I own 2 fully electric cars (2018 Soul EV and 2018 Chevrolet Bolt) so can answer better than most here who are speculating and or believing everything they read on the internet.
Re: the battery lasting less time due to moving the vehicle - your gas (ICE) car is using a lead acid battery - a completely different animal than the lithium batteries driving these cars. Apples and oranges can’t be compared.
Charging 2 vehicles and driving approx 2,500 kms a month costs us about $35 a month. We rarely use free charging, though there are lots of stations around for that.
The only fluid you put in is windshield washer fluid.
No oil changes, etc. The only maintenance is to go once a year to have bearings, etc. greased and wipers possibly replaced.
Range - your client is confused - there is no EV out there that can get 2,000 kms (or the gas car companies would all be out of business in a heartbeat) The Volt does have a gas engine, but it is used to charge the battery on the fly, not to drive the car. That is where your client is getting the 2,000 km’s from (extended range). Using regeneration all EV’s get more range than their advertised range, but this is dependant on your driving style and how much you adopt the EV best practices to extend your range (lead footed peeps need not apply)
Battery life - 99% of companies are saying useable life is 8 years. Each winter the cold steals a bit of your range unless you are parked in a warm garage. Each of my cars lost about 6% last winter. One of them was outside through the ice storm, one in the unheated garage. Cost to replace the batteries is estimated to be about $5,000, which would equate to the cost of regular maintenance of an ICE vehicle (oil changes, brakes, rad, etc.) Oh! And about brakes. Because all electric cars are equipped with regenerative braking, you extend your range considerably when doing stop and go driving - by not using your brakes! You let the car slow itself by simply taking your foot off the accelerator. If done right, you could actually have the original brake pads still on the vehicle when it gets scrapped 10 or so years down the road. Tough to accomplish, yes, but feasible if you only drive in the city. My Bolt will bring the car to a complete stop, hubby’s Soul gets it down to a crawl and the brake pedal finishes the job.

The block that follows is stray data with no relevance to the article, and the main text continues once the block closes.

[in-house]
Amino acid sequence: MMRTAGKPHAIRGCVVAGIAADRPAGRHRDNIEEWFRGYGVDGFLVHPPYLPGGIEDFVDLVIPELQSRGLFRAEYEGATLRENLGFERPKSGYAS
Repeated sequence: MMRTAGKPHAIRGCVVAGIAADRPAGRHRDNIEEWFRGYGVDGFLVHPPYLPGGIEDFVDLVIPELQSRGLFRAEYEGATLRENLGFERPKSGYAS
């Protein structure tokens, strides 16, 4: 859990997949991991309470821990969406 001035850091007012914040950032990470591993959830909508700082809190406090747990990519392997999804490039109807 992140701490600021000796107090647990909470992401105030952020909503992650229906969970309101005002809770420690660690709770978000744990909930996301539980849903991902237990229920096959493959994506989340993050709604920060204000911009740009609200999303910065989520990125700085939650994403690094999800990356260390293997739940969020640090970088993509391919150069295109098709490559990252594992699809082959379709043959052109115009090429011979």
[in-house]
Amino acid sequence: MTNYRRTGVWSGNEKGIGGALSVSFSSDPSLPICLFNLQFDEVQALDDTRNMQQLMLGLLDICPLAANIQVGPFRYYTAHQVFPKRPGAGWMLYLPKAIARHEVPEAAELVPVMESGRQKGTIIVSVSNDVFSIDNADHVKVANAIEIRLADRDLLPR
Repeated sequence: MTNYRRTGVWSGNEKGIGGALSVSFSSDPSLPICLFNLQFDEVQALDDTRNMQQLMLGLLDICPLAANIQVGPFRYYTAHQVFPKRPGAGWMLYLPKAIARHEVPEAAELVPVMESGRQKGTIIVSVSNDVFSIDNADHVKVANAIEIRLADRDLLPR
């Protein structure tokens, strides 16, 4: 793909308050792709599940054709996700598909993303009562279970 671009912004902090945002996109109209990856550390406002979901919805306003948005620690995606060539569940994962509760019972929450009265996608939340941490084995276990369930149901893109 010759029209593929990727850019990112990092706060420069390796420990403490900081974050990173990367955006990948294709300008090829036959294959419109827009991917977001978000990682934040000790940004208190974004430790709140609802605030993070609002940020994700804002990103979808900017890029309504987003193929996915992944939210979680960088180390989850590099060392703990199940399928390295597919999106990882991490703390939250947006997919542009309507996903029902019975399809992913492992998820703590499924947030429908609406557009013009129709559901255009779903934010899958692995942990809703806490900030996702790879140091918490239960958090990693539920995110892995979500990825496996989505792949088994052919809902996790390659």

Would I use one as an Uber? Here in the lower mainland, most cab companies are now using at least the plug in hybrids and are moving to the fully electrics. Considering the mileage they put on, it’s a good choice since there are a massive number of free charging options located just about everywhere and fast charging gets you to 80% charge in 30 minutes (while you have your lunch)
Hope this helps you out Dominique